England coach Eddie Jones has warned that the typhoon might have a significant disruption on the World Cup but says he’s contingency plans in place to deal with this.
Typhoon Faxai moved shore on the Pacific towards eastern Japan threatening to make landfall near Tokyo as early as Sunday night, the Japan Meteorological Agency said.
England are expected to leave Japan on Sunday along with also the season’s 15th typhoon – packing winds up to 180kph – will be expected to reach areas of the Kanto area between late Sunday and early Monday.
Tournament organisers have planned for the chance of needing to relocate groups from their bases or to move matches to venues.
The stadiums to get the first two games of England, from the USA at Kobe and Tonga at Sapporo, have roofs and Jones states that the group will train indoors on artificial turf.
“It’s likely to influence the World Cup, there is no doubt about it,” Jones said following his side’s 37-0 win over Italy in England’s closing warm-up match in Newcastle.
“You have just got to ride , be elastic and figure out how you can cope with the situation.
“Once the typhoon comes, you simply can not go outdoors. It is essentially a lock-down. Between being quite violent to mild, it may vary.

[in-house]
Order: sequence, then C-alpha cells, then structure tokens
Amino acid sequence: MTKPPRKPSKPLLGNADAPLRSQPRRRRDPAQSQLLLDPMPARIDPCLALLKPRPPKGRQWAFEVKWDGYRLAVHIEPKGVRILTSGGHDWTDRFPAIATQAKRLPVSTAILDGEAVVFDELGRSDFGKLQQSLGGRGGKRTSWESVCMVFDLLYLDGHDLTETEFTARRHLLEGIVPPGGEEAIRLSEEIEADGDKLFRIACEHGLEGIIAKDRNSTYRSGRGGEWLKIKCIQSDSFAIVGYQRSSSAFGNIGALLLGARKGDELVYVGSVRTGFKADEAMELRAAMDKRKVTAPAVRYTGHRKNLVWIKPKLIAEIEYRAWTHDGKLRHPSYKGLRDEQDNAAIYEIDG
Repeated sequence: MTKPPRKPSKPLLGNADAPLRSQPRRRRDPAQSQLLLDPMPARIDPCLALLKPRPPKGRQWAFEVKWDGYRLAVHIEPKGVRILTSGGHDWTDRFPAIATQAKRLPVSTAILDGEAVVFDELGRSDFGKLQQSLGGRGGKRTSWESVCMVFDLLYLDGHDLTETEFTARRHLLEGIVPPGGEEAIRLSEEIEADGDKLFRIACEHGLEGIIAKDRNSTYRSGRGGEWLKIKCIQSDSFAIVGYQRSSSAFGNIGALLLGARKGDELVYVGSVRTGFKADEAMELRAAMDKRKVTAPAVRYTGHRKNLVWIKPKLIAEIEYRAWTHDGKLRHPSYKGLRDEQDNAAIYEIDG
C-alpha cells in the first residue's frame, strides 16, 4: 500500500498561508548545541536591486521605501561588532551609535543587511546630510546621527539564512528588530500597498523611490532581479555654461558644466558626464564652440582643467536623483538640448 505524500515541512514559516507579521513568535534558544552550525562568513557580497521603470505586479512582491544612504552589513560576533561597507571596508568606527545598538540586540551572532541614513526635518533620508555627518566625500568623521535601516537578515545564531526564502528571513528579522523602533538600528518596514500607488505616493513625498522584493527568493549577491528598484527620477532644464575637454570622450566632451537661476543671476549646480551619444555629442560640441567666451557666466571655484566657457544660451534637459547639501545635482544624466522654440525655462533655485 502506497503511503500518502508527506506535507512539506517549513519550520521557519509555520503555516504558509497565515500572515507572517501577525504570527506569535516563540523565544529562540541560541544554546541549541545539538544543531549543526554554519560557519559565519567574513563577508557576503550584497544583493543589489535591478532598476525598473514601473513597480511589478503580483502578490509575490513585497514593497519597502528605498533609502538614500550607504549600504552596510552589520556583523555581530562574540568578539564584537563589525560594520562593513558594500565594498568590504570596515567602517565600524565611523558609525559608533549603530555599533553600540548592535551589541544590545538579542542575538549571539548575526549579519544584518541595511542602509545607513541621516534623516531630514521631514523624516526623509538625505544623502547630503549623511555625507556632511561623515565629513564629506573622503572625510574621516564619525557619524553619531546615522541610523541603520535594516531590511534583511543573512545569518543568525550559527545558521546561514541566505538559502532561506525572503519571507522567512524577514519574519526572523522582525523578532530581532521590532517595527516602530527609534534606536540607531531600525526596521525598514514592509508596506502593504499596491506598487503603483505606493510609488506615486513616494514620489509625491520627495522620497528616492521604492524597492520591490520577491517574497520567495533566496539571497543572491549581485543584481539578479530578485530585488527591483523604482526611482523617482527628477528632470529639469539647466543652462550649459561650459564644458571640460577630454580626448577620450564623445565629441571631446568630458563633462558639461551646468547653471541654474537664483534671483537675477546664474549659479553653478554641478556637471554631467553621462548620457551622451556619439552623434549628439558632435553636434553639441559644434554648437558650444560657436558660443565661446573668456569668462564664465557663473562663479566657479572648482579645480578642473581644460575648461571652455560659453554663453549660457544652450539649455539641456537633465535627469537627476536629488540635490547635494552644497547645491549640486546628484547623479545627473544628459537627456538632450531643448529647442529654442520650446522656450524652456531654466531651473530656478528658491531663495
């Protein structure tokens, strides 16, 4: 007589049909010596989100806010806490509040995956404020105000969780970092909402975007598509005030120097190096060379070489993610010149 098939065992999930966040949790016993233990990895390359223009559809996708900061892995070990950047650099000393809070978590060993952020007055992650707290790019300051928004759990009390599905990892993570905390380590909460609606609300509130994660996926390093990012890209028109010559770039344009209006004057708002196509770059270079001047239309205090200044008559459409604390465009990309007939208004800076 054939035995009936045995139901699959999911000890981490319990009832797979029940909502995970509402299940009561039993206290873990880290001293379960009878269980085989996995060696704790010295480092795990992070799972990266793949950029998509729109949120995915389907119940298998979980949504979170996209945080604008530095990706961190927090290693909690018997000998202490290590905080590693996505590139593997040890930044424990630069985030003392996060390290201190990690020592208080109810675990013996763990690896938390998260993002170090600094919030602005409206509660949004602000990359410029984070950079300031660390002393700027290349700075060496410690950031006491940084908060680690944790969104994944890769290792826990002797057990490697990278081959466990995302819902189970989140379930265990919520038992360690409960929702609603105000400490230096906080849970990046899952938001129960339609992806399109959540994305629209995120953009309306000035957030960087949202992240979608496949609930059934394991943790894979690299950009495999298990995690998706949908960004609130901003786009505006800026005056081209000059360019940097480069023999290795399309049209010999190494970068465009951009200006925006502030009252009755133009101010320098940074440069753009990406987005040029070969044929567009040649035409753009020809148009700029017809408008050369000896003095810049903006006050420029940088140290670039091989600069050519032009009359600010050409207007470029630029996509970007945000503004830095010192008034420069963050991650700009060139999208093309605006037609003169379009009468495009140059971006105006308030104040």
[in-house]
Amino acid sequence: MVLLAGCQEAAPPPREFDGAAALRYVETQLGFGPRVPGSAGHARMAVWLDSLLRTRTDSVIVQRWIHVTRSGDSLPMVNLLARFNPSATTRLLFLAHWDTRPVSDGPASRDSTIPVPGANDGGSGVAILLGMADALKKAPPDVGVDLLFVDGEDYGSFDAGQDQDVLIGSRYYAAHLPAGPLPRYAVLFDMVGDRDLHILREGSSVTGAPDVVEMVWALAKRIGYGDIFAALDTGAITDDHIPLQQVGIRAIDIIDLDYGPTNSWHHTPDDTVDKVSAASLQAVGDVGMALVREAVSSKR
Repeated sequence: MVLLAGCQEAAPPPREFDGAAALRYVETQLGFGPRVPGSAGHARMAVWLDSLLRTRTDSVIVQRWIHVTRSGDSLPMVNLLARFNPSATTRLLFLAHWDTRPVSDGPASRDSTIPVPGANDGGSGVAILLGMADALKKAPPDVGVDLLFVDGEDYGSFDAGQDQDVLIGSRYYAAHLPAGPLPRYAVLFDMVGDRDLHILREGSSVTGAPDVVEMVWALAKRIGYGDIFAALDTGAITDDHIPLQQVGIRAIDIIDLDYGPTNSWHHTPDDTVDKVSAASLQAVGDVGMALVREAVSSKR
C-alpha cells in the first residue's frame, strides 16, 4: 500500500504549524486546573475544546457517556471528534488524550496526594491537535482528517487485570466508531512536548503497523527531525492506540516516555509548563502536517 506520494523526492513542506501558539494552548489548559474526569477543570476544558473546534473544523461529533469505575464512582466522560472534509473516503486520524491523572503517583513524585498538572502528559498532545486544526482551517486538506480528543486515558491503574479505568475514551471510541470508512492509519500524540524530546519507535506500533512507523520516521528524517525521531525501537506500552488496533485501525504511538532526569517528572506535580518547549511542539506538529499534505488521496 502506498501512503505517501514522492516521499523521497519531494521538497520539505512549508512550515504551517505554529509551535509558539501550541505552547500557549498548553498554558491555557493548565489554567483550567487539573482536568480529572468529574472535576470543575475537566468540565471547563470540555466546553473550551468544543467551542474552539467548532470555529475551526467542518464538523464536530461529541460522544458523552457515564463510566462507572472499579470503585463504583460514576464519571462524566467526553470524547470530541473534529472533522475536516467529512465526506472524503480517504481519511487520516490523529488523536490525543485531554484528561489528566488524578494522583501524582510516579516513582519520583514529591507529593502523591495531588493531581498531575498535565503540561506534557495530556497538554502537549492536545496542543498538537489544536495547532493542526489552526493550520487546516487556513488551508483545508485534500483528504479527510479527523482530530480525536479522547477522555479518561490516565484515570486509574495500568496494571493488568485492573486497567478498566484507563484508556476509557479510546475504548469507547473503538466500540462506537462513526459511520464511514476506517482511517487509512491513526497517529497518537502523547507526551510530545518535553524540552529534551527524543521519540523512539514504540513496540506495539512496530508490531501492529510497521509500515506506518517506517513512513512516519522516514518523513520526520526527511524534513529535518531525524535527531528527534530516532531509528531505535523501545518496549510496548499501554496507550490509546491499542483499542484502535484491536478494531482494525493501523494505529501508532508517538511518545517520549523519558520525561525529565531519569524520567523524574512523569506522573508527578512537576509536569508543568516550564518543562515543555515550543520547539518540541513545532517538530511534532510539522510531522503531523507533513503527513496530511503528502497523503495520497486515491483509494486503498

“The problem is that can’t go outside but we’ve got ideas of what we do if a typhoon stopped us coaching outdoors. We are going to instruct on artificial turf indoors.”
After playing with four warm-up matches on pitches, Jones is preparing to get a change in states.
Jones, with a Japanese-American mom and is married to Hiroko Jones, a girl he met while teaching in Sydney, is familiar with the possible perils, with lived for periods in Japan.
He coached club clubs before being appointed as head coach of the national team before the 2015 Rugby World Cup at 2012.
“South Africa played Japan [on Friday] and it had been really hot and quite humid,” he said. “There was a lot of lost ball, it was rather greasy, which could raise the amount of kicking.”
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